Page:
Embedded Systems

Definition of Embedded Systems

  • An embedded system is a computer system built to perform specific tasks or to control certain functions.
  • Unlike general-purpose computer systems, embedded systems are designed to perform a specific task.
  • These systems are ‘embedded’ into a complete device which includes hardware and mechanical parts.

Characteristics of Embedded Systems

  • Embedded systems are designed for a specific function.
  • They are typically designed to have low power requirements, as they often operate on a battery or have minimal energy access in their environment.
  • They often have real-time performance constraints that must be met, for reliability and safety reasons.
  • These systems are generally small in size, making them lightweight and portable.

Examples of Embedded Systems

  • Examples of embedded systems include digital watches, MP3 players, traffic light controls, and washing machines.
  • Anti-lock braking systems in cars and autopilot systems in airplanes are examples of real-time embedded systems.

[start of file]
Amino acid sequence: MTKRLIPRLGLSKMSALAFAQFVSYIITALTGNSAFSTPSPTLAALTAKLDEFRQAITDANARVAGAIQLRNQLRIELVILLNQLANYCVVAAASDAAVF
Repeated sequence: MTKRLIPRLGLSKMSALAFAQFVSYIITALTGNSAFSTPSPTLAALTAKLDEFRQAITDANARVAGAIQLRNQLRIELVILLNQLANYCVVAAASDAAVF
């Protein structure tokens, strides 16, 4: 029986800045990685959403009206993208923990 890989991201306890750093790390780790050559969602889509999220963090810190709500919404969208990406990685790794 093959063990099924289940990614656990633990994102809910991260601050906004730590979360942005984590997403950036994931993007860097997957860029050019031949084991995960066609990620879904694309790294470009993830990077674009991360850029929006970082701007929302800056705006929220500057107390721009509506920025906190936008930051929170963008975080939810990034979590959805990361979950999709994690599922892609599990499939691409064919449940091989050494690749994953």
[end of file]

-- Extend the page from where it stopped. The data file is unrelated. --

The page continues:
• These systems can range from simple to very complex, depending on their specific function.

Embedded System’s Components

  • Every embedded system comprises of three components: the input, processor, and the output.
  • The input comes through sensors and the output could be anything from activating a motor to display on an LED screen.
  • The processor is where changes are made to the input data so the output device can use it.

Programming Embedded Systems

  • Embedded systems are usually programmed in low-level languages like C or Assembly, but high-level languages like Python and JavaScript can also be used.
  • Using high-level languages can make coding easier but may not always be suitable due to system constraints.
  • The main considerations when programming embedded systems are power consumption, speed, and memory.